Artist Paints Huge Mural of Greta Thunberg
Climate change activist is honored in art – but not everyone agrees.
By: Kelli Ballard | November 14, 2019 | 323 Words
The Swedish teen climate activist, Greta Thunberg, has made quite a name for herself as she tries to promote the idea of climate change around the world. Recently, she was honored with a mural of her image in San Francisco, California. The huge painting was placed on a building and has proven controversial – while some people admire Greta’s activism, she has just as many critics.
Thunberg became an almost overnight sensation after her anger was splashed across the media. Her famous phrase “How dare you!” was aimed at world leaders, who she does not think have acted enough to stop climate change. The accusation was heard around the world, and soon the 16-year-old found herself an international celebrity. Not long after, she was nominated for the prestigious Nobel Peace Prize Award.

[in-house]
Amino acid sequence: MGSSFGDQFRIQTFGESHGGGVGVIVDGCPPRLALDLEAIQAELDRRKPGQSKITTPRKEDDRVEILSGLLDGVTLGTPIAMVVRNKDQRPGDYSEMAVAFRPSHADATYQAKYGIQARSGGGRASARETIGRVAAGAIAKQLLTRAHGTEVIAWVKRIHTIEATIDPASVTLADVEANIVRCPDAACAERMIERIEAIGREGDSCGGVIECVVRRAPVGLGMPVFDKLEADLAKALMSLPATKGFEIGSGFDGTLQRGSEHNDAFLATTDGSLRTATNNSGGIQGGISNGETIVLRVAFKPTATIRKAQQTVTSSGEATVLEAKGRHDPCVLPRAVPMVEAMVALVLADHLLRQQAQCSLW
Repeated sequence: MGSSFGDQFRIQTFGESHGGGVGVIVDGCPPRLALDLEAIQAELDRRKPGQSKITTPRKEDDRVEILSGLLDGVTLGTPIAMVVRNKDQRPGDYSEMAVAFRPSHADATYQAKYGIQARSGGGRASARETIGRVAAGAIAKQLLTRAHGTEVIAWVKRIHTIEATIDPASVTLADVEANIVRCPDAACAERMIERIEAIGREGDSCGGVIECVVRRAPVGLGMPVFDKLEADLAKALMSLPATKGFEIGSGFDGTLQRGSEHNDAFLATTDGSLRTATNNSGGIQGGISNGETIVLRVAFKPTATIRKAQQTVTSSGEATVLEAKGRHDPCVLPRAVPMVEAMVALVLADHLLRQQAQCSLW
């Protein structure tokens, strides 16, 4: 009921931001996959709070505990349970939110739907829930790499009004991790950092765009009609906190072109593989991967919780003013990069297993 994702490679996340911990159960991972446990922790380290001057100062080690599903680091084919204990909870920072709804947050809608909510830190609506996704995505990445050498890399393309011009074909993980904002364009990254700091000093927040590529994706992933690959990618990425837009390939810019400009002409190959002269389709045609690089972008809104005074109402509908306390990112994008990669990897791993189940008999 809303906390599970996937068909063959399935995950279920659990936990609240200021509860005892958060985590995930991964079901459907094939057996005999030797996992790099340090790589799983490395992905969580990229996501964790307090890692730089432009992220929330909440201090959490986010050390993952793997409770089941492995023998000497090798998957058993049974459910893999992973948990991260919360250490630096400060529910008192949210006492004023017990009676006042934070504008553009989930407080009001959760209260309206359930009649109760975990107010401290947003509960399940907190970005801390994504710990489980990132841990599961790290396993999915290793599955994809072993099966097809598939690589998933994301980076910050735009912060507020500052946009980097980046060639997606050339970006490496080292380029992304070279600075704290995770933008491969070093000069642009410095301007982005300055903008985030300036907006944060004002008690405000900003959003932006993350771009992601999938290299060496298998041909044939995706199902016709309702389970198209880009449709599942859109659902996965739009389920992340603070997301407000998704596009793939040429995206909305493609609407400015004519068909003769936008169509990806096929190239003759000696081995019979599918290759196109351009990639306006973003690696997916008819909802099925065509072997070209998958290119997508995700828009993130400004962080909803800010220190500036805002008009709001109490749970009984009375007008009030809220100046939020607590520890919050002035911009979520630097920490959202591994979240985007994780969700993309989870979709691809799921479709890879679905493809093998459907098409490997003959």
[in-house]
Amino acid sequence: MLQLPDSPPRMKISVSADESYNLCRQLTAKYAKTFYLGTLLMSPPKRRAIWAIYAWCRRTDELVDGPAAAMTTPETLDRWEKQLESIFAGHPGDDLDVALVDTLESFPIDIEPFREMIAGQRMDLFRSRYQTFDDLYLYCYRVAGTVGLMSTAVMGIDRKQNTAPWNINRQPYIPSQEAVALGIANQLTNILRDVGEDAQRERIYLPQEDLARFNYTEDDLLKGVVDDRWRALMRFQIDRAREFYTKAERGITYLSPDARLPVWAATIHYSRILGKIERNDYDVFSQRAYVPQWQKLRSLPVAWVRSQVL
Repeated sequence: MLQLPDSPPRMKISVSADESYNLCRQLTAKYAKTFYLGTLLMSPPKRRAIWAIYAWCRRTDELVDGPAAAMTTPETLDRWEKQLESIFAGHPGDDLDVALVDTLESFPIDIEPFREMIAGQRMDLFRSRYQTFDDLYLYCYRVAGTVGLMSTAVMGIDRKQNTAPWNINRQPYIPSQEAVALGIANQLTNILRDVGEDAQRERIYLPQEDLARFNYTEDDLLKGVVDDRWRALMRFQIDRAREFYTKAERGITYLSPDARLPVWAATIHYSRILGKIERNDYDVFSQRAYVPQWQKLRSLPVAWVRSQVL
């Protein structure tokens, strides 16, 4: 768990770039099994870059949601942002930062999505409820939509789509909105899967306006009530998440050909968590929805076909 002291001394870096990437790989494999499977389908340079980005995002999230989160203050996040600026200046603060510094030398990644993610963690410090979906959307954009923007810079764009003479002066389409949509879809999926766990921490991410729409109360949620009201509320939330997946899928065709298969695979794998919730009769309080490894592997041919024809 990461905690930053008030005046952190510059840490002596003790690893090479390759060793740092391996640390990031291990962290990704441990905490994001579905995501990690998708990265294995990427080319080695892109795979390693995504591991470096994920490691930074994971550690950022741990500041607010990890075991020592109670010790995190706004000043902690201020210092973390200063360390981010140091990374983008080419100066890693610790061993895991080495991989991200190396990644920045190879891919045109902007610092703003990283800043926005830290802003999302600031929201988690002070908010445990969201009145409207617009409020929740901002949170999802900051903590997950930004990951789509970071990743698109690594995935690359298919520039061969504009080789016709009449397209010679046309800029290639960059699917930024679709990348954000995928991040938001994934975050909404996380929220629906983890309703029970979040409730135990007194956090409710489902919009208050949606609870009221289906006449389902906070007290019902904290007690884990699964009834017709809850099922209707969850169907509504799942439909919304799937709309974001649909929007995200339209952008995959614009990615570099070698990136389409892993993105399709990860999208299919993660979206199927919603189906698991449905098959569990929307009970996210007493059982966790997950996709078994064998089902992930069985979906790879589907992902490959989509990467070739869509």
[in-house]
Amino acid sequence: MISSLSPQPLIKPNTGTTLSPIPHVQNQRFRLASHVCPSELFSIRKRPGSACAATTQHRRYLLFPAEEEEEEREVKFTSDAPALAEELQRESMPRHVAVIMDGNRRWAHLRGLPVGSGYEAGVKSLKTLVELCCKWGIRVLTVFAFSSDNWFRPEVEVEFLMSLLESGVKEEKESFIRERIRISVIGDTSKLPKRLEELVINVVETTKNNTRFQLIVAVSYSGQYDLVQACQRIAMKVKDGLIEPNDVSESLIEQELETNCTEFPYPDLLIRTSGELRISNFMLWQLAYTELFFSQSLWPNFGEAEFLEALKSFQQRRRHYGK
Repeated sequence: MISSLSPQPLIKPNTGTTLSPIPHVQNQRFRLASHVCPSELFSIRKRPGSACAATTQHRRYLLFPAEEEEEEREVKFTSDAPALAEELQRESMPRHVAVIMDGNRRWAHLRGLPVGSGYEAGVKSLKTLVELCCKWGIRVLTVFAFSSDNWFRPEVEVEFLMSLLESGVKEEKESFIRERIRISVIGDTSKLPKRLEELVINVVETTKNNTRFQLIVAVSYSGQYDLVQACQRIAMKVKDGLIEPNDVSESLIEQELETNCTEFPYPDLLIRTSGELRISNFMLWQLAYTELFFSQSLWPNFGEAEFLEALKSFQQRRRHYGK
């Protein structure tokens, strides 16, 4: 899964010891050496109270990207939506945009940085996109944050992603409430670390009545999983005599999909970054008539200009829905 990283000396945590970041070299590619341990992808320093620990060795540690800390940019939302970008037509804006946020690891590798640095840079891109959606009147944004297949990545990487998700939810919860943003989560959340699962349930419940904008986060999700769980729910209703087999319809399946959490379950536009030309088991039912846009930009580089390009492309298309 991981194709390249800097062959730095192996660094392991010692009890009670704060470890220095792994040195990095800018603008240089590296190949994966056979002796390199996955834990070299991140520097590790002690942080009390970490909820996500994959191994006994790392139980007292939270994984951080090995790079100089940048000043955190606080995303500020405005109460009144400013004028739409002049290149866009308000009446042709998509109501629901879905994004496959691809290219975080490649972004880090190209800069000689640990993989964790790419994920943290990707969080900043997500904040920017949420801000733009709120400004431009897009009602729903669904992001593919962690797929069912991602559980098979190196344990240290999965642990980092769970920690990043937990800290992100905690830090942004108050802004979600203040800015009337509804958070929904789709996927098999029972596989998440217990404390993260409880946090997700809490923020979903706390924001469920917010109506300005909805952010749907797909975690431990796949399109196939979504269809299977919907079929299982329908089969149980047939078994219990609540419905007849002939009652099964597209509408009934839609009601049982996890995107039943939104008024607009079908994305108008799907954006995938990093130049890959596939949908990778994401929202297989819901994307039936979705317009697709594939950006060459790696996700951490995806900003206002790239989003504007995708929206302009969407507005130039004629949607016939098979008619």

The Argentinean artist Nino Cobre (real name Andres Pereoselli) is well known for his murals of famous faces. The recent painting, meant to honor Thunberg’s outspoken protests, prompted both praise and condemnation. Some commented that it was ironic for a painting created with aerosol cans to celebrate a climate activist. However, the artist and the sponsor, nonprofit organization One Atmosphere, said the paint used was water-based and environmentally friendly.
Those who dispute global warming argue Thunberg should not be celebrated when she has done nothing but display angst and fear. On the other side of the spectrum, she is lauded as a hero for standing up for her beliefs and giving the younger generation a stronger voice.
Climate change, global warming, and climate control are hotly debated. People either believe the planet is doomed to imminent destruction, or claim the issue is blown out of proportion. There is hardly any middle ground. So, it’s no wonder that Greta’s mural could elicit such controversy.
As for Greta herself, she has just left the U.S. and is sailing to Spain to attend the 25th United Nations Climate Conference.